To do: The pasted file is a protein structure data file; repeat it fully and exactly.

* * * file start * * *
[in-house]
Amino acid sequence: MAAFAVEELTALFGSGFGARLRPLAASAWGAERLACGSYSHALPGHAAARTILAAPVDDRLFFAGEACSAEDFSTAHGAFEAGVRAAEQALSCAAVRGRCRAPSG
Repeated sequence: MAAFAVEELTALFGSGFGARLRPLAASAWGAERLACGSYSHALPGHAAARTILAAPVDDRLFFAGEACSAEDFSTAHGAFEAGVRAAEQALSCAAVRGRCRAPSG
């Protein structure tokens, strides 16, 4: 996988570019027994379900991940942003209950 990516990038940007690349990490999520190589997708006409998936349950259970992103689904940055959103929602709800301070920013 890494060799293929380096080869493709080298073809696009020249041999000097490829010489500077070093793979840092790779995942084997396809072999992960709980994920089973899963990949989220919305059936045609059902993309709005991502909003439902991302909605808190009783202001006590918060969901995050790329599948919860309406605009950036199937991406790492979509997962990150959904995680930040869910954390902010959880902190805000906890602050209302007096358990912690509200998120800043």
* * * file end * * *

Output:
[in-house]
Amino acid sequence: MAAFAVEELTALFGSGFGARLRPLAASAWGAERLACGSYSHALPGHAAARTILAAPVDDRLFFAGEACSAEDFSTAHGAFEAGVRAAEQALSCAAVRGRCRAPSG
Repeated sequence: MAAFAVEELTALFGSGFGARLRPLAASAWGAERLACGSYSHALPGHAAARTILAAPVDDRLFFAGEACSAEDFSTAHGAFEAGVRAAEQALSCAAVRGRCRAPSG
């Protein structure tokens, strides 16, 4: 996988570019027994379900991940942003209950 990516990038940007690349990490999520190589997708006409998936349950259970992103689904940055959103929602709800301070920013 890494060799293929380096080869493709080298073809696009020249041999000097490829010489500077070093793979840092790779995942084997396809072999992960709980994920089973899963990949989220919305059936045609059902993309709005991502909003439902991302909605808190009783202001006590918060969901995050790329599948919860309406605009950036199937991406790492979509997962990150959904995680930040869910954390902010959880902190805000906890602050209302007096358990912690509200998120800043």